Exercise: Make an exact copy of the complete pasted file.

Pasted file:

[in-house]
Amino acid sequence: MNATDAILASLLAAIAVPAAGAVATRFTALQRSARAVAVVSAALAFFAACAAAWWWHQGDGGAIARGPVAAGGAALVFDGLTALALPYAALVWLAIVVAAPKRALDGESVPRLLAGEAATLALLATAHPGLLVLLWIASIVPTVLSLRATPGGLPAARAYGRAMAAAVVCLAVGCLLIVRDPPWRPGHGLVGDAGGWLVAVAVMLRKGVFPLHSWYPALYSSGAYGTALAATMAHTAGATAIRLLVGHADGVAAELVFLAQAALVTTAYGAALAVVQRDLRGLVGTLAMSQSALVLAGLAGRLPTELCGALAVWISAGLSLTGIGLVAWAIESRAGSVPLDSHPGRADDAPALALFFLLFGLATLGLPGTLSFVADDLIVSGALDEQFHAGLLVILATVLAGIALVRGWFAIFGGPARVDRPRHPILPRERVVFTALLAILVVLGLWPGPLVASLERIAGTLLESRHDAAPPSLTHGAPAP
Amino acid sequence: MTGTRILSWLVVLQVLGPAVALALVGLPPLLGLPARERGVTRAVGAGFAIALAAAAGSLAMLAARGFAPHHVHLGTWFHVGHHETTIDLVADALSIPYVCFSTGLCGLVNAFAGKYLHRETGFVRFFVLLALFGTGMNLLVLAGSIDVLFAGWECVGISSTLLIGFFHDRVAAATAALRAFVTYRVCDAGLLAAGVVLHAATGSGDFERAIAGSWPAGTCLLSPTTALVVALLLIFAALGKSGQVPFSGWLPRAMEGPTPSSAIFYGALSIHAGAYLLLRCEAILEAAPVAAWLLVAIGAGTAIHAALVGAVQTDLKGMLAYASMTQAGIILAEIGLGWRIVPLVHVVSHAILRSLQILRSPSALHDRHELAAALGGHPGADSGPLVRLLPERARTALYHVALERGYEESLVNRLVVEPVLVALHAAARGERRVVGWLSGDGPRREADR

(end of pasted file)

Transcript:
[in-house]
Amino acid sequence: MNATDAILASLLAAIAVPAAGAVATRFTALQRSARAVAVVSAALAFFAACAAAWWWHQGDGGAIARGPVAAGGAALVFDGLTALALPYAALVWLAIVVAAPKRALDGESVPRLLAGEAATLALLATAHPGLLVLLWIASIVPTVLSLRATPGGLPAARAYGRAMAAAVVCLAVGCLLIVRDPPWRPGHGLVGDAGGWLVAVAVMLRKGVFPLHSWYPALYSSGAYGTALAATMAHTAGATAIRLLVGHADGVAAELVFLAQAALVTTAYGAALAVVQRDLRGLVGTLAMSQSALVLAGLAGRLPTELCGALAVWISAGLSLTGIGLVAWAIESRAGSVPLDSHPGRADDAPALALFFLLFGLATLGLPGTLSFVADDLIVSGALDEQFHAGLLVILATVLAGIALVRGWFAIFGGPARVDRPRHPILPRERVVFTALLAILVVLGLWPGPLVASLERIAGTLLESRHDAAPPSLTHGAPAP
Amino acid sequence: MTGTRILSWLVVLQVLGPAVALALVGLPPLLGLPARERGVTRAVGAGFAIALAAAAGSLAMLAARGFAPHHVHLGTWFHVGHHETTIDLVADALSIPYVCFSTGLCGLVNAFAGKYLHRETGFVRFFVLLALFGTGMNLLVLAGSIDVLFAGWECVGISSTLLIGFFHDRVAAATAALRAFVTYRVCDAGLLAAGVVLHAATGSGDFERAIAGSWPAGTCLLSPTTALVVALLLIFAALGKSGQVPFSGWLPRAMEGPTPSSAIFYGALSIHAGAYLLLRCEAILEAAPVAAWLLVAIGAGTAIHAALVGAVQTDLKGMLAYASMTQAGIILAEIGLGWRIVPLVHVVSHAILRSLQILRSPSALHDRHELAAALGGHPGADSGPLVRLLPERARTALYHVALERGYEESLVNRLVVEPVLVALHAAARGERRVVGWLSGDGPRREADR